In 2002 Geelong reserves (VFL team) showed something extraordinary.  The young guns, unearthed by Stephen Wells (recruiting manager at the Cats) provided a glimpse as to what the future team would look like, when it conquered Port Melbourne, by 22 points to win the VFL Premiership.

In that team there were players who were relatively untried and unknown and they included: Gary Ablett, Steve Johnson, Paul Chapman, Josh Hunt, Jim Bartel, James Kelly… these players have now gone on to become common household AFL names and Premiership superstars. That game also saw the exit of Tim McGrath and David Mensch.

A new look team started to take shape.  Add to this, impressive list, the likes of Cameron Ling, Cameron Mooney, Corey Enright, Joel Corey, Tom Harley, David Wojcinski and of course Matty Scarlett who debuted with one game in 1999.

This was the new breed.

2002 VFL Grand Final

In 2012, there was a strange feeling ‘around the Club’; with an ageing list of players, some already retired or moved on from that fantastic list of 1999-2002.  We’d got used to winning.  We were used to playing finals.  Funny isn’t it? Another oxymoron in the football world.  Pre-2000 we were used to losing.  Used to having a vacant calendar September to do something other than go to finals matches.   The 2012 season was a series of ups and downs, but we always felt like we’d make the top eight.  Perhaps even defy history and win the big one from outside the top 4 relying just on muscle memory alone.  As it turned out, the Cats made an inglorious exit in Elimination week; we were nonetheless proud of our team.  From all angles there was talk of the ‘era’ being all but gone.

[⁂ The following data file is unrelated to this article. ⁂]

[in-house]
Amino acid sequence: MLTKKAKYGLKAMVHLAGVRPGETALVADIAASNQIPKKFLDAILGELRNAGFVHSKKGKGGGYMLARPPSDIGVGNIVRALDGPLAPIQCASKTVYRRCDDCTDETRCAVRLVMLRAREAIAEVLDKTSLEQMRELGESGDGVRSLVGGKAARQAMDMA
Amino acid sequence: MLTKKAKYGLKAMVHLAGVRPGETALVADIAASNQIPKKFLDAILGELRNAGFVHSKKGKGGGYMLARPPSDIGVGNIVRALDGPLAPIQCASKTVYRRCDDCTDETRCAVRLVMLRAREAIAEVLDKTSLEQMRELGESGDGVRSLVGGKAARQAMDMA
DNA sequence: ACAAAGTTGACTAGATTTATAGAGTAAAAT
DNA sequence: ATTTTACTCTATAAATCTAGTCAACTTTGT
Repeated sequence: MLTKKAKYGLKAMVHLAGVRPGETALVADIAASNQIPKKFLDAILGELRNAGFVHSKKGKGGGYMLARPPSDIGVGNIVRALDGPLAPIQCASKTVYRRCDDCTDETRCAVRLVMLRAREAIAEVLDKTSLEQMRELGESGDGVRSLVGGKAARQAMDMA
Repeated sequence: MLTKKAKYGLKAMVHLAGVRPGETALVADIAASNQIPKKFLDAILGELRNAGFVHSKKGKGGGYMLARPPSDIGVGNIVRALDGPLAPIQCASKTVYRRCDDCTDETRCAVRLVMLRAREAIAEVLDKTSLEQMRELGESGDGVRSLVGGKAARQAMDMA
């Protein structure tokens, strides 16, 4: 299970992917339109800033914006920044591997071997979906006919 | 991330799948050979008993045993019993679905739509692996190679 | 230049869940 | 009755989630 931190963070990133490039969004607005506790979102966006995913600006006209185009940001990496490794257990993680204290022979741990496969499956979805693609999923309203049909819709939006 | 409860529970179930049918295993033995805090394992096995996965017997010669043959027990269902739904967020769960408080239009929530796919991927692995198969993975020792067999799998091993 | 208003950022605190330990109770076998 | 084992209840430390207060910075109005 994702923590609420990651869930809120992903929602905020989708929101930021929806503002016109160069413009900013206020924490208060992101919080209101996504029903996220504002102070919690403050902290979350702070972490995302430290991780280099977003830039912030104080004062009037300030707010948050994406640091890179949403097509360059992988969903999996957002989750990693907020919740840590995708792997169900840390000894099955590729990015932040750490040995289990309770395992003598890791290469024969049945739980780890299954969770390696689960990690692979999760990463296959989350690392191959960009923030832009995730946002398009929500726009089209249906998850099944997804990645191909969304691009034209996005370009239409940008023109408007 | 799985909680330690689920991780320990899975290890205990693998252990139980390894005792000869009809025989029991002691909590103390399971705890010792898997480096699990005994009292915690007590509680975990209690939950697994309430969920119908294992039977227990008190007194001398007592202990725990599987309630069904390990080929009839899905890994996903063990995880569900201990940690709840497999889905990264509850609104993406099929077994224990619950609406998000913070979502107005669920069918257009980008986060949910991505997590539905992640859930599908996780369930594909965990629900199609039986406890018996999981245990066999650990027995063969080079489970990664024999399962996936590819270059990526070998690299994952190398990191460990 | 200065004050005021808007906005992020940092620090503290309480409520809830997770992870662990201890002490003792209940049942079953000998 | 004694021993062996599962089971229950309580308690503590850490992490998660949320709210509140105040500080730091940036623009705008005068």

True believers, like me, are not wanting to buy into the assumption of the era being gone.  We have new faith.  They say that faith is believing in a cause with no real evidence to back it up with.  The recent ‘golden era’ has given us evidence, tangible reasons to believe; here’s some evidence: since that VFL premiership day in 2002, the Cats have won 3 AFL premierships, 2 AFL Pre Season premierships, 2 VFL premiership, 2 Brownlow Medals, 3 norm Smith Medals, almost a whole team worth of All-Australians and many other awards, the list too long to mention.  In addition, Stephen Wells and the recruiting team have continued their outstanding work by unearthing even more talent which promises to keep stoking the faith fire for a time to come.

Can these Cats fill the massive boots being left by the Cats of 2002?